Title

Cop Killers and the Death Penalty: an Exploratory Mixed Methods Analysis, North Carolina (1977–2009)

Document Type

Article

Publication Date

2020

Keywords

Law-enforcement officers killed, capital punishment, mixed methods

Digital Object Identifier (DOI)

https://doi.org/10.1080/0735648X.2019.1583595

Abstract

Although all jurisdictions with capital punishment currently have at least one statutory aggravating factor for causing the death of a law-enforcement officer, little is currently known about the fate of these persons. There is a common perception that these individuals would be the most likely to receive a death sentence among those convicted of capital crimes; however, this assumption has not been empirically tested. The purpose of this research was to examine this assumption in the state of North Carolina among the population of offenders convicted of capital murder between the years of 1977 and 2009. Quantitative analysis shows that murdering a law-enforcement officer does not increase the likelihood of a death sentence. Additional qualitative analysis of these cases examines the ultimate fate of these offenders and reveals that the death penalty is reserved for those who either specifically seek out law-enforcement officers, brutalize and degrade them, or kill them in an attempt to avoid arrest or to escape that is either unsuccessful or did not require the murder to succeed in these endeavors. Implications and suggestions for future research are discussed.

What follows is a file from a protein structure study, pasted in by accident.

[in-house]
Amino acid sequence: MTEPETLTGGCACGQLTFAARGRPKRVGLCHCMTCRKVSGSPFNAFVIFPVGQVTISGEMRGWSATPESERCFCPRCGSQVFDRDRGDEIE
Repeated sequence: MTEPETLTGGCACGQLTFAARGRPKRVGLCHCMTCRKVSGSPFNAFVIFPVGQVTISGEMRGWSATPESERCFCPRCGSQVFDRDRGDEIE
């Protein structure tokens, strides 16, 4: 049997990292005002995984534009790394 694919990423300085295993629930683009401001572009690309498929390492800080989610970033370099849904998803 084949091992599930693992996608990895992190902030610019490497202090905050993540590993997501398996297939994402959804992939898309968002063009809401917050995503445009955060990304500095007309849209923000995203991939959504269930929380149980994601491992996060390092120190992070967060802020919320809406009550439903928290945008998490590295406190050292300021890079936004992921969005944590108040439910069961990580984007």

Was this content written or created while at USF?

Yes

Citation / Publisher Attribution

Journal of Crime and Justice, v. 43, issue 1, p. 65-77

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